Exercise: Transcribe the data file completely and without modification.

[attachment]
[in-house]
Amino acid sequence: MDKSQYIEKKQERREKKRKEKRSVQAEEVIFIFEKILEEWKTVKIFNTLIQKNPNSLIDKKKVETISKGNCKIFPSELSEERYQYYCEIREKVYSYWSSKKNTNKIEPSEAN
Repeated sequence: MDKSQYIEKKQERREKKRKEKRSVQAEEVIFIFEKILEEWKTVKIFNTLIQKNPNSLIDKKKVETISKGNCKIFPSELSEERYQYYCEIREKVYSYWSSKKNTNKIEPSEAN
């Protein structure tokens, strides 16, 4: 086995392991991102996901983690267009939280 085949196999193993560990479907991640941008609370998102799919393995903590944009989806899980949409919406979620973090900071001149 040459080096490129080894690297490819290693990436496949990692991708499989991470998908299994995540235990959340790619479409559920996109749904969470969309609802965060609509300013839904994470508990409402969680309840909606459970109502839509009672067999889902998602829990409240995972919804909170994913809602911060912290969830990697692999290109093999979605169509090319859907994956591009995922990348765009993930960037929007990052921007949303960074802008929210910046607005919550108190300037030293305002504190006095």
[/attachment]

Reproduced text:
[in-house]
Amino acid sequence: MDKSQYIEKKQERREKKRKEKRSVQAEEVIFIFEKILEEWKTVKIFNTLIQKNPNSLIDKKKVETISKGNCKIFPSELSEERYQYYCEIREKVYSYWSSKKNTNKIEPSEAN
Repeated sequence: MDKSQYIEKKQERREKKRKEKRSVQAEEVIFIFEKILEEWKTVKIFNTLIQKNPNSLIDKKKVETISKGNCKIFPSELSEERYQYYCEIREKVYSYWSSKKNTNKIEPSEAN
């Protein structure tokens, strides 16, 4: 086995392991991102996901983690267009939280 085949196999193993560990479907991640941008609370998102799919393995903590944009989806899980949409919406979620973090900071001149 040459080096490129080894690297490819290693990436496949990692991708499989991470998908299994995540235990959340790619479409559920996109749904969470969309609802965060609509300013839904994470508990409402969680309840909606459970109502839509009672067999889902998602829990409240995972919804909170994913809602911060912290969830990697692999290109093999979605169509090319859907994956591009995922990348765009993930960037929007990052921007949303960074802008929210910046607005919550108190300037030293305002504190006095």